''The feeling in Cleveland I think was as he pitched later with a lead, he was giving up some more balls over the middle of the plate," Francona said earlier this spring.

This helps explain why Cleveland wanted to swap Riske for Guillermo Mota in the Coco Crisp-for-Andy Marte deal. The Indians knew if Bob Wickman faltered as closer, or got hurt, Mota's power stuff and mentality might make him a viable closing alternative, something Riske would not be.

Seánez, meanwhile, is coming off a career year, which he had at age 36 with San Diego. He established career highs in wins (7), appearances (57), innings (60 1/3) and strikeouts (84). His ERA was 2.69. Opponents hit just .222 off him. In 12 September appearances, with the Padres closing in on the NL West pennant, Seánez went 2-0 with a 1.42 ERA.

''Rudy is a power guy," Francona said. ''He's spent all spring trying to establish that fastball and get it where he wants it. When he throws strike 1 with that fastball, it opens up the whole plate for him and he can throw his offspeed stuff and pound the strike zone. And right now the majority of hitters are 1 and 0. They're spitting on a pitch they don't want and sitting on a fastball. He knows that."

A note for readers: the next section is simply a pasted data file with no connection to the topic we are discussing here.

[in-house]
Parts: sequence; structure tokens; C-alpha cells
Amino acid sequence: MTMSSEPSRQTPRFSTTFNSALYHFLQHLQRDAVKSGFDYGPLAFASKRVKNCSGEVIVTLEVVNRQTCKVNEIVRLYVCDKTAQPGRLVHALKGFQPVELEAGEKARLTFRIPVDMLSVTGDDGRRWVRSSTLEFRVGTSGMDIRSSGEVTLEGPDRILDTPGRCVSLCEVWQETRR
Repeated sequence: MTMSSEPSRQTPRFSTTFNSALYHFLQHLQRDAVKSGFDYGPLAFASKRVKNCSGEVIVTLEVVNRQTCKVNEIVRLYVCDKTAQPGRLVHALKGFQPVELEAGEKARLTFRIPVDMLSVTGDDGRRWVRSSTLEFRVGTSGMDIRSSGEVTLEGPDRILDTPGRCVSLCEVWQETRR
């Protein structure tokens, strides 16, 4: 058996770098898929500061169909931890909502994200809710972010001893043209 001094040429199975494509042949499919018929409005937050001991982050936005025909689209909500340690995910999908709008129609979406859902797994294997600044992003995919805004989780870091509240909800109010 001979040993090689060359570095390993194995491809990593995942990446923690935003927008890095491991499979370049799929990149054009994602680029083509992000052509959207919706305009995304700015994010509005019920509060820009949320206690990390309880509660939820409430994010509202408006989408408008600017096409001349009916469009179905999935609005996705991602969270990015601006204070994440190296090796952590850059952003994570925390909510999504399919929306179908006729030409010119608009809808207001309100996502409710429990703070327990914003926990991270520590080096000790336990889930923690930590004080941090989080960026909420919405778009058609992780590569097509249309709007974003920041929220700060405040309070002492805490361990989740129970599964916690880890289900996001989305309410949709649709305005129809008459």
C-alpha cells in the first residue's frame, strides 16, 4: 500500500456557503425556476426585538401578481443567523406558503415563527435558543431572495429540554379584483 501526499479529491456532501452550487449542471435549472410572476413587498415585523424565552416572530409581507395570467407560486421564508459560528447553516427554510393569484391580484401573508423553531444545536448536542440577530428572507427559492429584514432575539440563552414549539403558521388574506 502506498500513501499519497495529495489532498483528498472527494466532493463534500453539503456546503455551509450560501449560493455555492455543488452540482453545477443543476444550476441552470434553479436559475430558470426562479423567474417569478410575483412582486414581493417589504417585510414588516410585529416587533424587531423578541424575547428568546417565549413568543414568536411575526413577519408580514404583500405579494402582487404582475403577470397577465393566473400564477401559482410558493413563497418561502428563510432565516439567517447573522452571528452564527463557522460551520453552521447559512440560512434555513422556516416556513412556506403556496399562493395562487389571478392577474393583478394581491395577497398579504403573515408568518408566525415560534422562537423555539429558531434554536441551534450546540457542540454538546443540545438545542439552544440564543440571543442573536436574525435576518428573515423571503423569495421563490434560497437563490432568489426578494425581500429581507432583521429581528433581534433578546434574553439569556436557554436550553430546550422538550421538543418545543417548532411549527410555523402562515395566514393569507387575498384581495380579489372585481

This is where Papelbon comes in. ''When I say wild card in the bullpen I don't think that's a good term," Francona said. ''But put him in that bullpen, all of a sudden that bullpen looks a little different."

The Sox sat down with Papelbon Wednesday night and explained how they would use him and why they wanted him in the bullpen. They told him he can come in with the bases loaded and get a crucial strikeout (''he can throttle it up a little bit," Francona said). They told him he can pitch multiple innings. And they told him they want him in a role that won't change, so as to give him -- and the team -- stability.

''We don't want to start bouncing him," Francona said. ''We told him, if we need a spot start a month into the season, we're not going to do that to him.

''He's good. He's a smart kid. We explained why. He kind of gave you the reason you were looking for. He said, 'I just want to win.' I wanted to make sure he understood this is not a demotion.

''Last year, having very minimal major league experience, we were very comfortable getting him in the game. And we will be that way again."